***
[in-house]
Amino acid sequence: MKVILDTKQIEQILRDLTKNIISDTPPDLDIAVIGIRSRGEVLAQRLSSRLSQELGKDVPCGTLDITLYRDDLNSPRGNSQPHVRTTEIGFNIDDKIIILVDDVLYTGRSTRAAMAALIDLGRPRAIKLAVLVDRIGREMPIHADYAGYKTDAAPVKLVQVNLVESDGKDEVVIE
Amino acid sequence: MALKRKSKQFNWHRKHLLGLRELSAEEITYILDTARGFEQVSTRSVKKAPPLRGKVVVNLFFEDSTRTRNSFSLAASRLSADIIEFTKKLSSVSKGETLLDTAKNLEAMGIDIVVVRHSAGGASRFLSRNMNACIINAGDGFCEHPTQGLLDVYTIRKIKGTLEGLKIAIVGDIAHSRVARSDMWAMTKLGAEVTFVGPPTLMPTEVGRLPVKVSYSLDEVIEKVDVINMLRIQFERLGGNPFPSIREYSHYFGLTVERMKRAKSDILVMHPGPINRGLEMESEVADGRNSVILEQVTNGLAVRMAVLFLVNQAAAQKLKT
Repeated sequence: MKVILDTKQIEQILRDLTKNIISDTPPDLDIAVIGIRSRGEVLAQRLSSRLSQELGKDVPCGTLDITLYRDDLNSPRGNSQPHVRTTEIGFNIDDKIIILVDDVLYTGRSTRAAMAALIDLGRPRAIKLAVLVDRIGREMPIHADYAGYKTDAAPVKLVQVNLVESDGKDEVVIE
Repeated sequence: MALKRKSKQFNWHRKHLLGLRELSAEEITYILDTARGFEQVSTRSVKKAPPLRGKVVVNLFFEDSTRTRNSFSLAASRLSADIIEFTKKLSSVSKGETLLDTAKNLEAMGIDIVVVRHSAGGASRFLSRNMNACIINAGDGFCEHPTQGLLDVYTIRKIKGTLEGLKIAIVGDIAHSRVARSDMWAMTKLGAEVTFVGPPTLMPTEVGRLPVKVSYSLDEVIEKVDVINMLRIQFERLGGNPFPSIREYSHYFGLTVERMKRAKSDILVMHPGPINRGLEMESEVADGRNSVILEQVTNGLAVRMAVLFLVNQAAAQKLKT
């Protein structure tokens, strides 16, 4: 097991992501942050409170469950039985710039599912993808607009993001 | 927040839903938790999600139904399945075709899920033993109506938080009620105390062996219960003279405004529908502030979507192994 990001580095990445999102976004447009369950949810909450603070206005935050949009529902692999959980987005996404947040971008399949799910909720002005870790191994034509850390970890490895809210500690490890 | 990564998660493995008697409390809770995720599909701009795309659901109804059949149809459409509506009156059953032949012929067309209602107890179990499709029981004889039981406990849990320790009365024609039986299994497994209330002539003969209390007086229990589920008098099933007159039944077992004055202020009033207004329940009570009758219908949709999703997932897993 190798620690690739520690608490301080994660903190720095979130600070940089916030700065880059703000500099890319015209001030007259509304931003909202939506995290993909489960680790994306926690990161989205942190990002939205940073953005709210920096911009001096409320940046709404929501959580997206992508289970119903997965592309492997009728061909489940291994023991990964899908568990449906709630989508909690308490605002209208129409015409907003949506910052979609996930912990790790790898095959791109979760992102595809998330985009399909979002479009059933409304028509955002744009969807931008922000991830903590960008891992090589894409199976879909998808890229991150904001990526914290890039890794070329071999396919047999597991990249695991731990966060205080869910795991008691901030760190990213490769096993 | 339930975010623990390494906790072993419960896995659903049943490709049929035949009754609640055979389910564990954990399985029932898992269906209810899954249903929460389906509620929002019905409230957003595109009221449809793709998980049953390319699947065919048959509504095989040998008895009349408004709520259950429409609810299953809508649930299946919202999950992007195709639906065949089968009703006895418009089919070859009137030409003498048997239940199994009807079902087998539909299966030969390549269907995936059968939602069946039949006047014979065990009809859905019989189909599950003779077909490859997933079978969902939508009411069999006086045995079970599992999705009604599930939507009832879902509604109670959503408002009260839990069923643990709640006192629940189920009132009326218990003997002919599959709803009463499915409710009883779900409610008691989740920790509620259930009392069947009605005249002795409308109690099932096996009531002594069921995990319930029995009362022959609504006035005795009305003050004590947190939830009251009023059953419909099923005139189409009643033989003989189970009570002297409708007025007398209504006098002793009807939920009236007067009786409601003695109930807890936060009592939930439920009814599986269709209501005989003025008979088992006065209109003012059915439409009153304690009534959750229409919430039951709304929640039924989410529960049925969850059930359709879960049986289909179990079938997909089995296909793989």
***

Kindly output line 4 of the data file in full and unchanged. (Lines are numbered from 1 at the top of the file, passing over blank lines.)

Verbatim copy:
Repeated sequence: MKVILDTKQIEQILRDLTKNIISDTPPDLDIAVIGIRSRGEVLAQRLSSRLSQELGKDVPCGTLDITLYRDDLNSPRGNSQPHVRTTEIGFNIDDKIIILVDDVLYTGRSTRAAMAALIDLGRPRAIKLAVLVDRIGREMPIHADYAGYKTDAAPVKLVQVNLVESDGKDEVVIE